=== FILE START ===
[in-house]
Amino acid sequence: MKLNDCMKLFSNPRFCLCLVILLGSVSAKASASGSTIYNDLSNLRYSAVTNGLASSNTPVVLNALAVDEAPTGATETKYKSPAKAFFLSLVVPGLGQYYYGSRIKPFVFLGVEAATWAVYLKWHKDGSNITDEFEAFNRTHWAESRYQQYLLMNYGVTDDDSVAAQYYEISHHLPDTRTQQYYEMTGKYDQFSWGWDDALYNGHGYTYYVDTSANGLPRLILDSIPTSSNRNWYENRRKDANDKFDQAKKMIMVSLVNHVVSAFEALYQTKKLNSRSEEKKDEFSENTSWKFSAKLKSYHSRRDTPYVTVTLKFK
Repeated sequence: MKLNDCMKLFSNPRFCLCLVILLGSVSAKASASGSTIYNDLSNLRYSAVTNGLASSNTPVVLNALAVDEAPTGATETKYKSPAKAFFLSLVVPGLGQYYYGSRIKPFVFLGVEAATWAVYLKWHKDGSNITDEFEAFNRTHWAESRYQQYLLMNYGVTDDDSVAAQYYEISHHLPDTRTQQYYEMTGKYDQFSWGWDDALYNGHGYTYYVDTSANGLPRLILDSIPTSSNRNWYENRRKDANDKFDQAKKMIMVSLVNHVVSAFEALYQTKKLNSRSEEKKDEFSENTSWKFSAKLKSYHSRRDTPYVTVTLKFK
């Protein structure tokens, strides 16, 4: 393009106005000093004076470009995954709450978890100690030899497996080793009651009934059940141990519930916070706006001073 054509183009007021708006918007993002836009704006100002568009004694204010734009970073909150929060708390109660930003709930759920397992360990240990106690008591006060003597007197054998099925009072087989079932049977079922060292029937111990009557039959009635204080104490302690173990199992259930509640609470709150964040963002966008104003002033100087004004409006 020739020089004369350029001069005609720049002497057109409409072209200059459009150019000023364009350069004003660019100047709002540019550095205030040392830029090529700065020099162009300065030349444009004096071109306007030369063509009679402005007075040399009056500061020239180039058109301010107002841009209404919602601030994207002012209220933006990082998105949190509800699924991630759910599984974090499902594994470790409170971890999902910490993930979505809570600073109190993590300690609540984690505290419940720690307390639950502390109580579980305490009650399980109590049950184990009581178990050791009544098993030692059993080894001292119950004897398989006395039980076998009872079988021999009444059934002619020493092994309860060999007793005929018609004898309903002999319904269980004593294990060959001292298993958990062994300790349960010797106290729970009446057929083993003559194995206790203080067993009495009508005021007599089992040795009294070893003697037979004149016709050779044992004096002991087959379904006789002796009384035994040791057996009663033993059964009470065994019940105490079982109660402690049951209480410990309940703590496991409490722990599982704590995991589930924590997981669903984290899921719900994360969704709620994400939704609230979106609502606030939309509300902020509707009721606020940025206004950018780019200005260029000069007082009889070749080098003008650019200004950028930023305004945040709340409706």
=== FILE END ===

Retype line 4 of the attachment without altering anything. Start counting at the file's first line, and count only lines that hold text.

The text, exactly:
């Protein structure tokens, strides 16, 4: 393009106005000093004076470009995954709450978890100690030899497996080793009651009934059940141990519930916070706006001073 054509183009007021708006918007993002836009704006100002568009004694204010734009970073909150929060708390109660930003709930759920397992360990240990106690008591006060003597007197054998099925009072087989079932049977079922060292029937111990009557039959009635204080104490302690173990199992259930509640609470709150964040963002966008104003002033100087004004409006 020739020089004369350029001069005609720049002497057109409409072209200059459009150019000023364009350069004003660019100047709002540019550095205030040392830029090529700065020099162009300065030349444009004096071109306007030369063509009679402005007075040399009056500061020239180039058109301010107002841009209404919602601030994207002012209220933006990082998105949190509800699924991630759910599984974090499902594994470790409170971890999902910490993930979505809570600073109190993590300690609540984690505290419940720690307390639950502390109580579980305490009650399980109590049950184990009581178990050791009544098993030692059993080894001292119950004897398989006395039980076998009872079988021999009444059934002619020493092994309860060999007793005929018609004898309903002999319904269980004593294990060959001292298993958990062994300790349960010797106290729970009446057929083993003559194995206790203080067993009495009508005021007599089992040795009294070893003697037979004149016709050779044992004096002991087959379904006789002796009384035994040791057996009663033993059964009470065994019940105490079982109660402690049951209480410990309940703590496991409490722990599982704590995991589930924590997981669903984290899921719900994360969704709620994400939704609230979106609502606030939309509300902020509707009721606020940025206004950018780019200005260029000069007082009889070749080098003008650019200004950028930023305004945040709340409706």